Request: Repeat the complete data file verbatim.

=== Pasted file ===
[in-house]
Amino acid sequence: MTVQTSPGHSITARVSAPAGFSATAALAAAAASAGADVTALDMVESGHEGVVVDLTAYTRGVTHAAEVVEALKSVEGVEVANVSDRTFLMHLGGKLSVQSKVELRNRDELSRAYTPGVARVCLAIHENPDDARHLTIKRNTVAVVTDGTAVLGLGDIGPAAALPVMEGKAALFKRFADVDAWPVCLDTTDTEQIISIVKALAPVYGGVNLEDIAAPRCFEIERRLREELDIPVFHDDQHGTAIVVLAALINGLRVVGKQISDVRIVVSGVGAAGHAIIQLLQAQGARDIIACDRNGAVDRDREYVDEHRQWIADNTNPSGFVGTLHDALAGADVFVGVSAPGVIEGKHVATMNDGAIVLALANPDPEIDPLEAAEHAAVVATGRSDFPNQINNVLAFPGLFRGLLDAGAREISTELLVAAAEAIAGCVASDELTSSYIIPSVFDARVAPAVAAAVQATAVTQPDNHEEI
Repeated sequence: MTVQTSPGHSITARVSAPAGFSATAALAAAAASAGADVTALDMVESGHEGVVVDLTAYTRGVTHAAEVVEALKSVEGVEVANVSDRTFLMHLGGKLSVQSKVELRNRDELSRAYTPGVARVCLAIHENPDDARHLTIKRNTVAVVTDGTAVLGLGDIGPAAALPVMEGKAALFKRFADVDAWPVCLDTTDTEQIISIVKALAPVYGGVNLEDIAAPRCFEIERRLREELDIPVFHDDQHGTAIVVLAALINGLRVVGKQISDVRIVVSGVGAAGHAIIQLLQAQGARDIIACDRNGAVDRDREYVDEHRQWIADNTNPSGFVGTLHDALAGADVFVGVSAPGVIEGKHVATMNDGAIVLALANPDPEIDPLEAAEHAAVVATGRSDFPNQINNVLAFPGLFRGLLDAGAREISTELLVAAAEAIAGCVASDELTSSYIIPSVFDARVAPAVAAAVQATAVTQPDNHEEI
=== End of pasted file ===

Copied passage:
[in-house]
Amino acid sequence: MTVQTSPGHSITARVSAPAGFSATAALAAAAASAGADVTALDMVESGHEGVVVDLTAYTRGVTHAAEVVEALKSVEGVEVANVSDRTFLMHLGGKLSVQSKVELRNRDELSRAYTPGVARVCLAIHENPDDARHLTIKRNTVAVVTDGTAVLGLGDIGPAAALPVMEGKAALFKRFADVDAWPVCLDTTDTEQIISIVKALAPVYGGVNLEDIAAPRCFEIERRLREELDIPVFHDDQHGTAIVVLAALINGLRVVGKQISDVRIVVSGVGAAGHAIIQLLQAQGARDIIACDRNGAVDRDREYVDEHRQWIADNTNPSGFVGTLHDALAGADVFVGVSAPGVIEGKHVATMNDGAIVLALANPDPEIDPLEAAEHAAVVATGRSDFPNQINNVLAFPGLFRGLLDAGAREISTELLVAAAEAIAGCVASDELTSSYIIPSVFDARVAPAVAAAVQATAVTQPDNHEEI
Repeated sequence: MTVQTSPGHSITARVSAPAGFSATAALAAAAASAGADVTALDMVESGHEGVVVDLTAYTRGVTHAAEVVEALKSVEGVEVANVSDRTFLMHLGGKLSVQSKVELRNRDELSRAYTPGVARVCLAIHENPDDARHLTIKRNTVAVVTDGTAVLGLGDIGPAAALPVMEGKAALFKRFADVDAWPVCLDTTDTEQIISIVKALAPVYGGVNLEDIAAPRCFEIERRLREELDIPVFHDDQHGTAIVVLAALINGLRVVGKQISDVRIVVSGVGAAGHAIIQLLQAQGARDIIACDRNGAVDRDREYVDEHRQWIADNTNPSGFVGTLHDALAGADVFVGVSAPGVIEGKHVATMNDGAIVLALANPDPEIDPLEAAEHAAVVATGRSDFPNQINNVLAFPGLFRGLLDAGAREISTELLVAAAEAIAGCVASDELTSSYIIPSVFDARVAPAVAAAVQATAVTQPDNHEEI